“Several large tents, 5 or 6 measuring perhaps 50 to 80 metres long and 20 to 30 metres wide are entirely decorated with cut roses and rose trees. All these tents (except the groups of roses in pots and the accompanying stands of cut flowers in vases, hidden with moss, and placed on the ground itself) are arranged with tables either set against the sides of the tents or placed by themselves down the whole length of them. There are also generally in each tent three large central tables, as well as tables running round each side of the tent. Many nurserymen and innumerable amateurs show each year at this great competition in separate classes.”

The author, Ms Turbat, then goes on to explain how the English way of doing things encourages amateur rose growers to become involved which allows for greater popularity of the rose among the people.

National Rose Society Flower show luncheon menu
There was always a good lunch on offer!

For many years the summer annual rose show flourished in the botanical gardens, Regents Park. It was only in the 1970s that it was held at the gardens of the Royal National Rose Society (RNRS) as a rose festival where it continued for a number of years. In the intervening years the shows travelled via the Royal Hospital Grounds, Chelsea and the RHS halls in Westminster. Currently the nearest event we have to a National Rose Show is the Rose Festival which is incorporated into the Hampton Court Flower Show.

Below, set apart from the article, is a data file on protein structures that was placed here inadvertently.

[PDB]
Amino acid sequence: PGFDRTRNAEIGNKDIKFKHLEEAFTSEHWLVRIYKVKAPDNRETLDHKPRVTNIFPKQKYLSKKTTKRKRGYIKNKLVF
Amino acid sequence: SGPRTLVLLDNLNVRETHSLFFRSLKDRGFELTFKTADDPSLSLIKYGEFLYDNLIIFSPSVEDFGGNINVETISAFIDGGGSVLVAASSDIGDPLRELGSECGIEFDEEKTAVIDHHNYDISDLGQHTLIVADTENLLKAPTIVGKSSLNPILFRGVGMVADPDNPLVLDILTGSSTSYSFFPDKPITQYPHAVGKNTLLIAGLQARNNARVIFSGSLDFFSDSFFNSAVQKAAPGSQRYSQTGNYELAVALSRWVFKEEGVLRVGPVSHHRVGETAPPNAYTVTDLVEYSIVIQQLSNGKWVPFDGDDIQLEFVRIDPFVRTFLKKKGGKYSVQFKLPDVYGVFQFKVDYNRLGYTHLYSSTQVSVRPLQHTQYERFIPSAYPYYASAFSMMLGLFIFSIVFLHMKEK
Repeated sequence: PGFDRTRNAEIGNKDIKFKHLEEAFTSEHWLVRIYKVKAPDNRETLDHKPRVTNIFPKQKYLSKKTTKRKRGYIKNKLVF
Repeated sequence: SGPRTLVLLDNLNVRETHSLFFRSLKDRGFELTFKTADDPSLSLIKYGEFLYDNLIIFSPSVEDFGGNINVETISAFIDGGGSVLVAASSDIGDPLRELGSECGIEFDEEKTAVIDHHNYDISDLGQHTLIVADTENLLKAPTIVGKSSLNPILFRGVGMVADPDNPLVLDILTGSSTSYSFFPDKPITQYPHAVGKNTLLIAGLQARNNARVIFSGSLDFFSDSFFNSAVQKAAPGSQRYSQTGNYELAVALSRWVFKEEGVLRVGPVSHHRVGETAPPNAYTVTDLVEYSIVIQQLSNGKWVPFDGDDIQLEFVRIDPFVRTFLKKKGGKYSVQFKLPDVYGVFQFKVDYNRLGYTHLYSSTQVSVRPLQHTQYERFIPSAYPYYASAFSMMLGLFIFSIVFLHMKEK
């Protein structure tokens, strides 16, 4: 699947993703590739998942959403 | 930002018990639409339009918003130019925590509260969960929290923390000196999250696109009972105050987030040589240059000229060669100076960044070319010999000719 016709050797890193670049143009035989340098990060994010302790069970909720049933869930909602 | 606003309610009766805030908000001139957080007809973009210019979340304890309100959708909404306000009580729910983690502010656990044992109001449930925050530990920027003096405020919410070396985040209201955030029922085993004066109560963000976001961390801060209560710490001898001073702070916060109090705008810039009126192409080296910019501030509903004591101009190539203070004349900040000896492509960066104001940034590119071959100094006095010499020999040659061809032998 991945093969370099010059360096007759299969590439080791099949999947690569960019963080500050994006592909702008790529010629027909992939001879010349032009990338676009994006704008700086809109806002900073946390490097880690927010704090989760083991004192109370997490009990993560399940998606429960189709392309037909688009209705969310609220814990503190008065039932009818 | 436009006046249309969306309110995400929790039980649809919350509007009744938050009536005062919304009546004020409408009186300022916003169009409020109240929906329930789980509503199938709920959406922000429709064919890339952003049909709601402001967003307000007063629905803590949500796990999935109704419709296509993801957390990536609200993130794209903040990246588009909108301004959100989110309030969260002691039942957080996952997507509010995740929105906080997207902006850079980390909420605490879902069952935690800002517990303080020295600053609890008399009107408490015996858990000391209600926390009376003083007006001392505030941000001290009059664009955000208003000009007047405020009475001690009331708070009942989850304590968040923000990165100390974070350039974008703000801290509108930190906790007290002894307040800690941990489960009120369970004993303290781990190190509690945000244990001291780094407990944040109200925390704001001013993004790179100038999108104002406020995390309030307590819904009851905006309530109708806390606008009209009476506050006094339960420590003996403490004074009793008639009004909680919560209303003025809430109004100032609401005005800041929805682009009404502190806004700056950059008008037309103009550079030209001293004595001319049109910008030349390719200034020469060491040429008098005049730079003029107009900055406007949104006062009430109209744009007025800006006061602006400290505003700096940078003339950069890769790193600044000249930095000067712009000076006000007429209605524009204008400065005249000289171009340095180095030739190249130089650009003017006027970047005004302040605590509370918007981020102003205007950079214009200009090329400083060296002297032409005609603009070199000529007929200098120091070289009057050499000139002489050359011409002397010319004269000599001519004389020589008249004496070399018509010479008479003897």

National Rose Society Programme of Music
At the early shows they enjoyed a brass band.

The Chelsea Flower Show, the Hampton Court Flower Show and the other shows presented by the RHS have abundant roses on display. The rose is still a popular flower in Britain but the dreams of those rose pioneers in the late 19th century have come to an end. There is no national show dedicated to the rose.

This is a sketchy and unsatisfactory history of the rose shows and needs more thorough research to be done. The information needed should be in the Rose Yearbooks and Annuals, a full set off which are in the Rosarian Library. A report of each show is usually included in each edition.

To think that one little tatty but invaluable find could spark such interest but this is one reason I collect.

Rev. Henry Honywood D'Ombrain
Rev. Henry Honywood D’Ombrain. A founder member and first secretary of the National Rose Society.

2 thoughts on “A tatty but inspirational pamphlet”

  1. Hi Elizabeth

    I hope that you are well.
    This article from 2020 does not of course, include our meagre efforts to run National rose shows annually. The nu.bers are of course tiny compared to those far flung days. And, of course you didn’t mention the fact that the National shows (under the RNRS banner) were held at Hampton Court Flower Show, at the Rose Gardens and finally at Squires Garden Centre in Shepperton (where they are held now) as The Rose Society UK
    Kind regards

    Ray Martin

    1. Hello Ray
      I hope you are well and that your roses are blooming beautifully in your garden. First I am sorry about the lateness of my response to you. Secondly I apologise for my omissions in the story. Your information has been gratefully received and I am humbly reminded of the activities which take place at Squires Garden Centre. I am afraid that I am currently more involved with my rose books than I am with rose growing, hence possibly the reason for the omission.
      Thank you for your comments
      Best wishes